In this commentary, originally published in The Hill, MDRC’s Alyssa Ratledge highlights the value of postsecondary institutions in rural communities and describes innovations that rural colleges have developed during the pandemic that could be expanded with more support.
MDRC, Ascendium Education Group, and Rural Matters partnered to present an audio series about higher education that aired on the Rural Matters podcast. This special supplement presents summaries of all four installments in that series.
A Statewide Education Collaboration That Centers on Rural Communities
A West Virginia campaign to double college degree attainment by 2030 includes five evidence-based strategies proven to help students succeed and is customized to suit the particular needs of rural communities. This paper summarizes Part II of a four-part podcast series coproduced by Rural Matters and MDRC.
College Access Strategies in Rural Communities of Color
Education strategies that consider the local context, needs, and desires of rural students of color, who have historically been shut out of equal access to a college education, are getting increasing attention. This paper summarizes Part III of a four-part podcast series coproduced by Rural Matters and MDRC.
Rural colleges are using technological advantages to try to boost enrollment as well as their local economies through infrastructure development and workforce training in advanced fields. This paper summarizes Part IV of a four-part podcast series coproduced by Rural Matters and MDRC.
Even before the COVID-19 crisis, early care and education providers faced challenges attracting and retaining qualified, well-trained, and diverse early educators — and staff turnover can affect children’s early progress. Three approaches may help improve these workers’ access to professional education, their overall economic well-being, and their sometimes difficult working conditions.
Interim Implementation and Impact Findings from New York City’s P-TECH 9-14 Schools
This report evaluates a program focused on preparing students for college and career. Based on partnerships among high schools, community colleges, and employers, the program offers accelerated high school course work, early college, and work-based learning experiences. The findings suggest that students are meeting the benchmarks they need to succeed.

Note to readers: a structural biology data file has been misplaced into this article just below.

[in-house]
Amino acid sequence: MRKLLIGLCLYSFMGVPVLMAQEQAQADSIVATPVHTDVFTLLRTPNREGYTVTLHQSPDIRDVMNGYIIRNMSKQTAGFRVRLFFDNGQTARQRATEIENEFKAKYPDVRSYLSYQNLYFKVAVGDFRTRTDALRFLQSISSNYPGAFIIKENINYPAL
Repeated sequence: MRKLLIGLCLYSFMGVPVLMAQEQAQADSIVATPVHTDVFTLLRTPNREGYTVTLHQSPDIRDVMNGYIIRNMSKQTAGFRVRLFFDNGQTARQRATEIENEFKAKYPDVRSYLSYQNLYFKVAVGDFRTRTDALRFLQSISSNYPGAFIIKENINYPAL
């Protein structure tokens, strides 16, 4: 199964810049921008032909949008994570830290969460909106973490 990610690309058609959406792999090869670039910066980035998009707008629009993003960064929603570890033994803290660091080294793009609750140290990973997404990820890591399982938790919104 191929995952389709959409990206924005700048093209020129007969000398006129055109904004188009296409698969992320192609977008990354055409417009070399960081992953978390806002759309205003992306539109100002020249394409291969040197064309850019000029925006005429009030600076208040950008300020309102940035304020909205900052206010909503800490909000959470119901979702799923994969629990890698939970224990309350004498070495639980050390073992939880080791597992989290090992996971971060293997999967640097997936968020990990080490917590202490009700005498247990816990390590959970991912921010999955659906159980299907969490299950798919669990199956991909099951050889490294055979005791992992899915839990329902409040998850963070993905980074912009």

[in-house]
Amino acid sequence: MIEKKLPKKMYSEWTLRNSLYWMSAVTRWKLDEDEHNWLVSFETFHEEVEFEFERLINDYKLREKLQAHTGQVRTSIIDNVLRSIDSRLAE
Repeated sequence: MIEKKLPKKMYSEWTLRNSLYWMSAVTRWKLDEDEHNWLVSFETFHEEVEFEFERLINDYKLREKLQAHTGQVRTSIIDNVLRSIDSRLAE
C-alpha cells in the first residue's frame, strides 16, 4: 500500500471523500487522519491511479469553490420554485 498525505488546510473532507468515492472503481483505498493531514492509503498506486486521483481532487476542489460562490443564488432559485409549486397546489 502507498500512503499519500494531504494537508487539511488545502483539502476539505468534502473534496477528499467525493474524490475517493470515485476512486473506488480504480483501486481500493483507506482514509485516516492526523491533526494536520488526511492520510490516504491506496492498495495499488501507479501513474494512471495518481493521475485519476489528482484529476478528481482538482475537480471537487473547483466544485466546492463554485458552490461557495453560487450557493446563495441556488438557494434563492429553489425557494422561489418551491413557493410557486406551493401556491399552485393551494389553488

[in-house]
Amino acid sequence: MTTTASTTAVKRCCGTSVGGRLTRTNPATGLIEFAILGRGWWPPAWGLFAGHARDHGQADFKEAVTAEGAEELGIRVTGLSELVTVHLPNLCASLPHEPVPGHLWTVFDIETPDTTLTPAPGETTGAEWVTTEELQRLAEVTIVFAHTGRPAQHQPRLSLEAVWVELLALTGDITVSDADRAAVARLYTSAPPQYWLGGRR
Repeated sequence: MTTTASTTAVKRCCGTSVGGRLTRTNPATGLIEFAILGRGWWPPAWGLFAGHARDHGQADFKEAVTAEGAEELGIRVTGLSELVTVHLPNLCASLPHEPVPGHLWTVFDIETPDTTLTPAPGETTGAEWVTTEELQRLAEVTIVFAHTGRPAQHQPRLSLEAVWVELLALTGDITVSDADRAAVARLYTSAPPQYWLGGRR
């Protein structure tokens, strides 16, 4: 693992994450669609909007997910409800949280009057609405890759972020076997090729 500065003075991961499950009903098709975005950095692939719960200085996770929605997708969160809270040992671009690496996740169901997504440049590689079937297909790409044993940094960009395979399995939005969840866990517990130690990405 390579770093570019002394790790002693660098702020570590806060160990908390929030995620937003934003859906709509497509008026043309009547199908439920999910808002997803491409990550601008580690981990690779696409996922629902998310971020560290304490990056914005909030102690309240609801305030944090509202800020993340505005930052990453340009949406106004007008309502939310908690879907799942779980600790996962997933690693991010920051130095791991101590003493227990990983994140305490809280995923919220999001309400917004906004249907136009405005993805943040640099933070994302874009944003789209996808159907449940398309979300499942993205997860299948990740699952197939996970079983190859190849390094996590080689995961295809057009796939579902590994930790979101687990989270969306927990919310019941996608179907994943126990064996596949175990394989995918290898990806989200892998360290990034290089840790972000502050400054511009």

Boot Camp at Tarrant County College
This study examined a “Boot Camp” program designed to reinforce basic mathematics functions for college students with limited math, reading, and writing skills, to prepare them for developmental-level courses. Three features made the program unique: computer-assisted, self-paced learning; a focus on individual learner progress; and in-class help from College-Readiness Advisors.
Integrating Workforce and College-Readiness Training into California’s Adult Basic Skills Programs
New models for adult education that integrate basic skills education with workforce and college-readiness training are catching on across the country. In this report, MDRC examines the development of these programs in California and suggests ways to expand these integrated models in adult basic skills programs across the state.
Findings from a Study of the Career Readiness Internship Program
Work-based learning opportunities vary widely across colleges and are rarely evaluated. Through the Career Readiness Internship (CRI) program, 33 colleges provided large numbers of low-income students with valuable career-focused internship experiences, and employers generally viewed the program positively. Nevertheless, CRI was difficult to maintain after its grant period ended.